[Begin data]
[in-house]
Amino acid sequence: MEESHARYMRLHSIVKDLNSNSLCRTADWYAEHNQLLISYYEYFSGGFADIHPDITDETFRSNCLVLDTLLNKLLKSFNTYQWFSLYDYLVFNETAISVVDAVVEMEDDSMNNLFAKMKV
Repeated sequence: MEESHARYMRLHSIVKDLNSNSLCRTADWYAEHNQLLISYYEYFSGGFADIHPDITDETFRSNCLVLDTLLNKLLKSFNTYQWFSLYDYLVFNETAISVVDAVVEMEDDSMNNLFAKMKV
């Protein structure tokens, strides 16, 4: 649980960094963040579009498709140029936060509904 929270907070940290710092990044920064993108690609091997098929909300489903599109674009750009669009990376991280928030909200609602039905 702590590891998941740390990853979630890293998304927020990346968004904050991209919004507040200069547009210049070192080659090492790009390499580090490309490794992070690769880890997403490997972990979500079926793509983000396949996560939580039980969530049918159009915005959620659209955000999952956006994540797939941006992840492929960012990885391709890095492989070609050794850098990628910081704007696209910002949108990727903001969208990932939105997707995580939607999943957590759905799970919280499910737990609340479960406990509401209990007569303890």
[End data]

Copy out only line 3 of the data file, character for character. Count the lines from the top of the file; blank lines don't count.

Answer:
Repeated sequence: MEESHARYMRLHSIVKDLNSNSLCRTADWYAEHNQLLISYYEYFSGGFADIHPDITDETFRSNCLVLDTLLNKLLKSFNTYQWFSLYDYLVFNETAISVVDAVVEMEDDSMNNLFAKMKV